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March Myoglobinemia

March Myoglobinemia Abstract To the Editor. —This letter is concerning the article entitled "March Myoglobinemia: A Hazard to Renal Function" by Melamed et al published in the July Archives (1982;142:1277-1279). Melamed et al noted that episodic bouts of progressively intense exercise by soldiers in a training program may cause deterioration of renal function. Endogenous 24-hour creatinine clearance was serially determined before the start of training and on days of hikes measuring 10, 30, and 45 km on weeks 2, 5, and 8, respectively. After a slight rise on the day of the first hike, creatinine clearance fell with each successive hike and was about half normal on the last one. During each hike, there appeared chemical evidence of minor rhabdomyolysis and myoglobinuria that are well known to occur under such conditions.Melamed et al suggested that myoglobinemia and myoglobinuria, although subtle, were probably responsible for the apparent decline of creatinine clearance. They cautioned References 1. Radigan LR, Robinson S: Effects of environmental heat stress on renal blood flow and filtration rate. J Appl Physiol 1949;2:185-191. 2. Knochel JP, Dotin LN, Hamburger RJ: Heat stress, exercise, and muscle injury: Effects on urate metabolism and renal function. Ann Intern Med 1974;81:321-328.Crossref http://www.deepdyve.com/assets/images/DeepDyve-Logo-lg.png Archives of Internal Medicine American Medical Association

March Myoglobinemia

Abstract

Abstract To the Editor. —This letter is concerning the article entitled "March Myoglobinemia: A Hazard to Renal Function" by Melamed et al published in the July Archives (1982;142:1277-1279). Melamed et al noted that episodic bouts of progressively intense exercise by soldiers in a training program may cause deterioration of renal function. Endogenous 24-hour creatinine clearance was serially determined before the start of training and on days of hikes measuring 10, 30, and 45...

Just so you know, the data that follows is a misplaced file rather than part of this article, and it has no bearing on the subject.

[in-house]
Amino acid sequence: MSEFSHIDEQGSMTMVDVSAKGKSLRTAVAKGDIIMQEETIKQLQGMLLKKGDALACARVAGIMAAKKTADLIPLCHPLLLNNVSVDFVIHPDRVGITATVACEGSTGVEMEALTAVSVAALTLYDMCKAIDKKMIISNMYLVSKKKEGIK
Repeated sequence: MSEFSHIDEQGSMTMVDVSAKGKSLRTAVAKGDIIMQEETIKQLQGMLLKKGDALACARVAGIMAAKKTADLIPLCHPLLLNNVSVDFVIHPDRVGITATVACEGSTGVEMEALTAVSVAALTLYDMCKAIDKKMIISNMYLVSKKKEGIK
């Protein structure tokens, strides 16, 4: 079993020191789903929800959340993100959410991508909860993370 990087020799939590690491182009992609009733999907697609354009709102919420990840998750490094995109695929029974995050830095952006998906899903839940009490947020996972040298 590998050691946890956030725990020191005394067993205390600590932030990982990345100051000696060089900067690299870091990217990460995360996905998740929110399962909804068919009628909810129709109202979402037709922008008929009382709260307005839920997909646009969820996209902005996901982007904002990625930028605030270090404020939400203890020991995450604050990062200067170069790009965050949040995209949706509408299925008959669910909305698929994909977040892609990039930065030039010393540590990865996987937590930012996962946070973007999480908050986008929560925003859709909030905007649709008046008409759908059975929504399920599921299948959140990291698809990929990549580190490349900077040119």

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Publisher
American Medical Association
Copyright
Copyright © 1983 American Medical Association. All Rights Reserved.
ISSN
0003-9926
eISSN
1538-3679
DOI
10.1001/archinte.1983.00350020220050
Publisher site
See Article on Publisher Site

Abstract

Abstract To the Editor. —This letter is concerning the article entitled "March Myoglobinemia: A Hazard to Renal Function" by Melamed et al published in the July Archives (1982;142:1277-1279). Melamed et al noted that episodic bouts of progressively intense exercise by soldiers in a training program may cause deterioration of renal function. Endogenous 24-hour creatinine clearance was serially determined before the start of training and on days of hikes measuring 10, 30, and 45 km on weeks 2, 5, and 8, respectively. After a slight rise on the day of the first hike, creatinine clearance fell with each successive hike and was about half normal on the last one. During each hike, there appeared chemical evidence of minor rhabdomyolysis and myoglobinuria that are well known to occur under such conditions.Melamed et al suggested that myoglobinemia and myoglobinuria, although subtle, were probably responsible for the apparent decline of creatinine clearance. They cautioned References 1. Radigan LR, Robinson S: Effects of environmental heat stress on renal blood flow and filtration rate. J Appl Physiol 1949;2:185-191. 2. Knochel JP, Dotin LN, Hamburger RJ: Heat stress, exercise, and muscle injury: Effects on urate metabolism and renal function. Ann Intern Med 1974;81:321-328.Crossref

Journal

Archives of Internal MedicineAmerican Medical Association

Published: Feb 1, 1983

References